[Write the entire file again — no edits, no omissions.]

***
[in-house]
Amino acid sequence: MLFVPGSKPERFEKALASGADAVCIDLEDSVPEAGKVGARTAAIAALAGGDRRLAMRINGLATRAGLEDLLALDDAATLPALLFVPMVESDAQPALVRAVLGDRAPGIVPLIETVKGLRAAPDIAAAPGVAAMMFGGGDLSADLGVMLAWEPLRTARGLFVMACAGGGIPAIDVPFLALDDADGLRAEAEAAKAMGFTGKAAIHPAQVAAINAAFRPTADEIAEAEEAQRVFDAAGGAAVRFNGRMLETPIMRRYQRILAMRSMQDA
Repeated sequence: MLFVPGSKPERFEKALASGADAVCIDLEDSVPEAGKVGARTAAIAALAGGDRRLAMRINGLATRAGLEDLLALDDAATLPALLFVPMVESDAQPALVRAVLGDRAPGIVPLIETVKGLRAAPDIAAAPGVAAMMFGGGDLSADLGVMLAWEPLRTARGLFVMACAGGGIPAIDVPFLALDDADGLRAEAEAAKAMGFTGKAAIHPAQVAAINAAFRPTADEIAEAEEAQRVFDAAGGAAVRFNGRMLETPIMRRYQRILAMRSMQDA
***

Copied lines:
[in-house]
Amino acid sequence: MLFVPGSKPERFEKALASGADAVCIDLEDSVPEAGKVGARTAAIAALAGGDRRLAMRINGLATRAGLEDLLALDDAATLPALLFVPMVESDAQPALVRAVLGDRAPGIVPLIETVKGLRAAPDIAAAPGVAAMMFGGGDLSADLGVMLAWEPLRTARGLFVMACAGGGIPAIDVPFLALDDADGLRAEAEAAKAMGFTGKAAIHPAQVAAINAAFRPTADEIAEAEEAQRVFDAAGGAAVRFNGRMLETPIMRRYQRILAMRSMQDA
Repeated sequence: MLFVPGSKPERFEKALASGADAVCIDLEDSVPEAGKVGARTAAIAALAGGDRRLAMRINGLATRAGLEDLLALDDAATLPALLFVPMVESDAQPALVRAVLGDRAPGIVPLIETVKGLRAAPDIAAAPGVAAMMFGGGDLSADLGVMLAWEPLRTARGLFVMACAGGGIPAIDVPFLALDDADGLRAEAEAAKAMGFTGKAAIHPAQVAAINAAFRPTADEIAEAEEAQRVFDAAGGAAVRFNGRMLETPIMRRYQRILAMRSMQDA